Relationship between Vds and Vgs- MOSFET - Electrical Engineering Stack Exchange
the FET functions as a current source with the value of the current set by VGS. The equation of the curve that separates the two regions is VDS = VGS - VGS(off) . If you put 3V on the gate to source then the drain current will be zero until you apply a drain-source voltage (usually via current limiting device. drain current will be proportional to drain voltage (referenced to source voltage ). In this mode the FET.
Electron-flow from the source terminal towards the drain terminal is influenced by an applied voltage. The body simply refers to the bulk of the semiconductor in which the gate, source and drain lie.
Field-effect transistor - Wikipedia
Usually the body terminal is connected to the highest or lowest voltage within the circuit, depending on the type of the FET. The body terminal and the source terminal are sometimes connected together since the source is often connected to the highest or lowest voltage within the circuit, although there are several uses of FETs which do not have such a configuration, such as transmission gates and cascode circuits. Simulation result for right side: Note that the threshold voltage for this device lies around 0.
FET conventional symbol types The FET controls the flow of electrons or electron holes from the source to drain by affecting the size and shape of a "conductive channel" created and influenced by voltage or lack of voltage applied across the gate and source terminals. For simplicity, this discussion assumes that the body and source are connected.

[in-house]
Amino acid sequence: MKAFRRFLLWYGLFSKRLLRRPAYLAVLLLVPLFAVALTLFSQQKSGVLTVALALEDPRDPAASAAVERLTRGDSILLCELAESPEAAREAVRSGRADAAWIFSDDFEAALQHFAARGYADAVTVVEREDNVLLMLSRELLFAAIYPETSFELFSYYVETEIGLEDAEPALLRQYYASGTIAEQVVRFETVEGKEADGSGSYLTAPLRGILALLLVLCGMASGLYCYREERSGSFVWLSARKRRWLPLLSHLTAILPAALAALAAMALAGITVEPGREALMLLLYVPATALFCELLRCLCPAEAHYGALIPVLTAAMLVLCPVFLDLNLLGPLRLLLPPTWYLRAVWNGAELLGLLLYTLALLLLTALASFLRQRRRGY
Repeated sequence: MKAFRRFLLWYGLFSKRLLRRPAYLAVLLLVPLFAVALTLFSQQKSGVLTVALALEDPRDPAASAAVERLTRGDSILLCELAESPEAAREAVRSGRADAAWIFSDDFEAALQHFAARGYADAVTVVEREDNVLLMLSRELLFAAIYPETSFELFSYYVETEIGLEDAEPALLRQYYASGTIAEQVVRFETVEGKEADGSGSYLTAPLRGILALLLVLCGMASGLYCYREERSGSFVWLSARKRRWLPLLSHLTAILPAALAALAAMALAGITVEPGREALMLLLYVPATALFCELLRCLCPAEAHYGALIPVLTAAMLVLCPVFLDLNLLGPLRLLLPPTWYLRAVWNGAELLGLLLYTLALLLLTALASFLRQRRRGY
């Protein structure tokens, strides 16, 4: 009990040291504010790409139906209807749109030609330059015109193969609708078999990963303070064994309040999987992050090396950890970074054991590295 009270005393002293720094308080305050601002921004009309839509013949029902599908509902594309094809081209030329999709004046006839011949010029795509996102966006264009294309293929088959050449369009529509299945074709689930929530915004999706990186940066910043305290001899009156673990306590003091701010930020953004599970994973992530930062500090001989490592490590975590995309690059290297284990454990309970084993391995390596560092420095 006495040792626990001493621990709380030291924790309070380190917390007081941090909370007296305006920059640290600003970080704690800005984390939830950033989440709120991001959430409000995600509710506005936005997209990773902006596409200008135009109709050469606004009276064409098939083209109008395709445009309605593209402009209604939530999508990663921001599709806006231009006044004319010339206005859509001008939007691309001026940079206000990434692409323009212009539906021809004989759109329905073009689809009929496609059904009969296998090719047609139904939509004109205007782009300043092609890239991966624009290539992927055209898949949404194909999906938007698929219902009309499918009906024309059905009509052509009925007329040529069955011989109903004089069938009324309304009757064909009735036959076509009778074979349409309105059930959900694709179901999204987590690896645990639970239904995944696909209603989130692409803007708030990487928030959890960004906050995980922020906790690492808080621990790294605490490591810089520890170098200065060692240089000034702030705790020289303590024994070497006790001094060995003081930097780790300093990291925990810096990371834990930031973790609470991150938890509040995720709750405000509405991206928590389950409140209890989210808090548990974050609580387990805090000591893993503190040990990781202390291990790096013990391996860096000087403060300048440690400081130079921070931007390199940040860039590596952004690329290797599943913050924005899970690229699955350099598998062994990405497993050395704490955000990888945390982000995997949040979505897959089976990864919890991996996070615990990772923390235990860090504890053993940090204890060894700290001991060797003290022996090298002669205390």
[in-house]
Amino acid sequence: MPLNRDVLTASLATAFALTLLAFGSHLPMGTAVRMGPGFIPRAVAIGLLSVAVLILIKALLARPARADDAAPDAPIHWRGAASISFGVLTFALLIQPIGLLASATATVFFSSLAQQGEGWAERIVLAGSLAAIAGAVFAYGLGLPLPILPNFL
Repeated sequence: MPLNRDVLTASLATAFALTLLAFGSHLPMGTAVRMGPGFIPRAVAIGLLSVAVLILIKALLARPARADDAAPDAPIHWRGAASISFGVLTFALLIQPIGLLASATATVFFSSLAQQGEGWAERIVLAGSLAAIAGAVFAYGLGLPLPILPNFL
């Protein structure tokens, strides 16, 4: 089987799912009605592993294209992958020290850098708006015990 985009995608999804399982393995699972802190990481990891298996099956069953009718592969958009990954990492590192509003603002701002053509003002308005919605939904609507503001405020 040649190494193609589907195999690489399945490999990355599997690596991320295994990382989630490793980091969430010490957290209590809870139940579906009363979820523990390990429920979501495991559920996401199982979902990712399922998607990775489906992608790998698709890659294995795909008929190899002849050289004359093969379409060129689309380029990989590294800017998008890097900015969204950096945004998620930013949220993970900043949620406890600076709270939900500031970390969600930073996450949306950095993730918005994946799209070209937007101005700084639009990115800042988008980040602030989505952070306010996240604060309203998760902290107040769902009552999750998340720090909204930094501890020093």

This conductive channel is the "stream" through which electrons flow from source to drain. If the active region expands to completely close the channel, the resistance of the channel from source to drain becomes large, and the FET is effectively turned off like a switch see right figure, when there is very small current.Features of FET
This is called "pinch-off", and the voltage at which it occurs is called the "pinch-off voltage". Conversely, a positive gate-to-source voltage increases the channel size and allows electrons to flow easily see right figure, when there is a conduction channel and current is large.
In an n-channel "enhancement-mode" device, a conductive channel does not exist naturally within the transistor, and a positive gate-to-source voltage is necessary to create one.
The positive voltage attracts free-floating electrons within the body towards the gate, forming a conductive channel. But first, enough electrons must be attracted near the gate to counter the dopant ions added to the body of the FET; this forms a region with no mobile carriers called a depletion regionand the voltage at which this occurs is referred to as the threshold voltage of the FET.
Further gate-to-source voltage increase will attract even more electrons towards the gate which are able to create a conductive channel from source to drain; this process is called inversion. Conversely, in a p-channel "enhancement-mode" device, a conductive region does not exist and negative voltage must be used to generate a conduction channel. In this mode the FET operates like a variable resistor and the FET is said to be operating in a linear mode or ohmic mode. The shape of the inversion region becomes "pinched-off" near the drain end of the channel.